Customer experience is ‘tipping point’ for choosing a brand
One bad experience can turn off a customer.
Sixty-four percent of consumers said they have avoided a brand because of a bad experience they had within the last year, according to a global survey by customer experience management firm Medallia. The findings reveal that customer experience is the top reason consumers cite for choosing a particular brand when making a purchase.
According to the “Customer Experience Tipping Point” survey, the demand for a positive customer experience is especially high in the United States, and while loyalty is on the decline, expectations are on the rise, particularly among younger groups of consumers. For example, 30% of Gen Z and 22% of Millennials surveyed indicated that their expectations of customer experience in online retail are higher today than they were two years ago.
Also, U.S. respondents reported significantly higher expectations than European consumers for personalized experiences, real-time response, and ability to chat with a live agent.
"They [consumers] expect to have a seamless and positive experience and if those aren't met, consumers know they have options," said Rachel Lane, solution principal, Medallia. "For companies looking to create a competitive edge, having a strong brand recognition, or even stellar product isn't enough. Customer experience is the tipping point, and without a strong plan to create and maintain a positive experience, businesses will lose out."
The study also revealed that:
• A single bad experience can cost a brand a customer. Forty-six percent of U.S. mobile network customers said they are likely to switch brands after having one bad experience.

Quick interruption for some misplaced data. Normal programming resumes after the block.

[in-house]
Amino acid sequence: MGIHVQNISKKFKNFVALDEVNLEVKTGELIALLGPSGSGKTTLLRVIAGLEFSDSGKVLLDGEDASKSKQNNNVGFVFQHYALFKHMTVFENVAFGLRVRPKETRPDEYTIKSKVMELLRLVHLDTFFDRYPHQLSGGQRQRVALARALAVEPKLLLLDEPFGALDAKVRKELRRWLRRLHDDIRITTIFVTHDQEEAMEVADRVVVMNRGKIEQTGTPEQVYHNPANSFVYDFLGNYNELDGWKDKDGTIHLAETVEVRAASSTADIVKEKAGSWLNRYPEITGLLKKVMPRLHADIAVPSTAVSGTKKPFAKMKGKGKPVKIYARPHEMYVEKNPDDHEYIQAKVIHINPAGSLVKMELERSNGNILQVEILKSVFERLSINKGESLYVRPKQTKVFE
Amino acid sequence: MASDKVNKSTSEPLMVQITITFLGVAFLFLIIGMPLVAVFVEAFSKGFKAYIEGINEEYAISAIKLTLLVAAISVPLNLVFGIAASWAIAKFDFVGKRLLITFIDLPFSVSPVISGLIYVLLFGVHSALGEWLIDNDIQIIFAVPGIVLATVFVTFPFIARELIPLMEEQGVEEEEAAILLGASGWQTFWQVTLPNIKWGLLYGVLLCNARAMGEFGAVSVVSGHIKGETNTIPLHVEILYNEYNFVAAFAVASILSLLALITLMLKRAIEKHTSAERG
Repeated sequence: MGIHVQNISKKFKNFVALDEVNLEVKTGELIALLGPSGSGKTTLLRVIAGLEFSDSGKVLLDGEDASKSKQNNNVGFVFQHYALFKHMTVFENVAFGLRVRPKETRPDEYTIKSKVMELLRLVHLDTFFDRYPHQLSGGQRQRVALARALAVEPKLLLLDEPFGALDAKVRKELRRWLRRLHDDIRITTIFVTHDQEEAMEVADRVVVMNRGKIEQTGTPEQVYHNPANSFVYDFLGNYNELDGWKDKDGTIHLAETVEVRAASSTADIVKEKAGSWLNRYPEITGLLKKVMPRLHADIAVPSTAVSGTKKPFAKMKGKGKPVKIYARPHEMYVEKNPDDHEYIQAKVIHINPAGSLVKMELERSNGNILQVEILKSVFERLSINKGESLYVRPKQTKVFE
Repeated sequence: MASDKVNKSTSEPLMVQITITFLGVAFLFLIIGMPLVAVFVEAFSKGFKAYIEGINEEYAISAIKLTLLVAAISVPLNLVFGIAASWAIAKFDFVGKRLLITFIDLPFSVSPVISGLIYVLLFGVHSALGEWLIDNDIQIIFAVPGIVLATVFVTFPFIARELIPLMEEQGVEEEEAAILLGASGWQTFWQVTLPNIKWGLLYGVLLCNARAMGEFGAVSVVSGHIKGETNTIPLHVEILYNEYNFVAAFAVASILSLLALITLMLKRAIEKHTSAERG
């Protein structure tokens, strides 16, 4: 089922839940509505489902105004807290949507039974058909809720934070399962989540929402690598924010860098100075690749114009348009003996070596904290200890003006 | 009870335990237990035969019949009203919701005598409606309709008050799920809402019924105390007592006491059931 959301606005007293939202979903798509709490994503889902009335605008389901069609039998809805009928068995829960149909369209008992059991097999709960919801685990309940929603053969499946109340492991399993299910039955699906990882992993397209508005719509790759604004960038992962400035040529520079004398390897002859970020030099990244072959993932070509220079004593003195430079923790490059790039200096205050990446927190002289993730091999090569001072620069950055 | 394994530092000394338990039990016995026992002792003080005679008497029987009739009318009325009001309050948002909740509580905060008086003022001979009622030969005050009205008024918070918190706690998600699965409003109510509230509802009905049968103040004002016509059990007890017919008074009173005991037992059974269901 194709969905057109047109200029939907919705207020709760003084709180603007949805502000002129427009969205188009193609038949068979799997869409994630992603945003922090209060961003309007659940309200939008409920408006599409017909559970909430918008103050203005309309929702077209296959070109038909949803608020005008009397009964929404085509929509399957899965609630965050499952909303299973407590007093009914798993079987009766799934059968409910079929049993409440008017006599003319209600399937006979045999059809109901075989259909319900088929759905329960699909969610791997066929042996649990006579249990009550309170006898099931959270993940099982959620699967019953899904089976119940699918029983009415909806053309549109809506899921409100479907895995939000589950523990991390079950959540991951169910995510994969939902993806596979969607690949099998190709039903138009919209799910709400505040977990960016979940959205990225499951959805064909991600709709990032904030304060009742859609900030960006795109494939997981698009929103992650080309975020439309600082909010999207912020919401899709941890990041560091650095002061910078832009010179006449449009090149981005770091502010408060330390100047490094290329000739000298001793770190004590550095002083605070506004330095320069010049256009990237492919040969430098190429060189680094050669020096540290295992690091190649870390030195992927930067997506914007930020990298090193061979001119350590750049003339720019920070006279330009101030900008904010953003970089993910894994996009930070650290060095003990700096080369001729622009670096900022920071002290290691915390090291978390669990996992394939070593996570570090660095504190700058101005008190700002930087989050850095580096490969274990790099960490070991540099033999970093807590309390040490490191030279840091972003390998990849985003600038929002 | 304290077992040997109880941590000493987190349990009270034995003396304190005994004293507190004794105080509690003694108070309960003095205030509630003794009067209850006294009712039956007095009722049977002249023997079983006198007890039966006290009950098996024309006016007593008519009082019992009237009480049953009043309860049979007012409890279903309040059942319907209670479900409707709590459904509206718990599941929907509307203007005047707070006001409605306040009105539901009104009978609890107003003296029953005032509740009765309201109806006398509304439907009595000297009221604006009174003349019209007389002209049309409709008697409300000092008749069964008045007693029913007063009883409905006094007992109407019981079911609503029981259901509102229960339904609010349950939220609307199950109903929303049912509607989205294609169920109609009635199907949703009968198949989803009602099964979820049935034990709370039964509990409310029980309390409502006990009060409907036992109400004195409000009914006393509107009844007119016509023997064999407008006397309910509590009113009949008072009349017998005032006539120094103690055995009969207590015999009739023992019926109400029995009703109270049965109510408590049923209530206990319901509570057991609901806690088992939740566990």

• Every touch-point matters. Customers expect their experience to be seamless and efficient on and offline. For instance, 56% of online retail shoppers and 49% of retail offline shoppers expect consistent levels of service across physical and digital channels.
• Customers don't want to be responsible for fixing a company's mistake. According to the study, 70% of consumers report that they expect an immediate response when they submit a complaint.
Further, when customers believe they have put in more effort than a company to resolve an issue, they are twice as likely to tell friends, family or colleagues about the bad experience, and four times more likely to stop purchasing from the company, switch brands, or use the company less frequently.
• Consumers expect a personalized experience. Thirty percent of customers expect call center agents to be instantly familiar with their contact history, and 40%, on average, expect to be offered personalized experiences based on their interests, buying behavior, demographics and psychographics.
• Brands may be forgetting an important group of buyers. Many companies tailor to younger generations, but the 55+ age group is the fastest growing adult demographic in the US. This group of consumers indicated their expectations were exceeded in the last 12 months at a lower rate than any other group surveyed.
• Women and younger generations are more likely to avoid a brand because of a bad experience. Sixty-six percent of women (vs. 62% of men) globally have avoided a brand because of a bad experience (with 64% being the global average for both men and women). In addition, this behavior is even more pronounced for Millennials and Gen Z.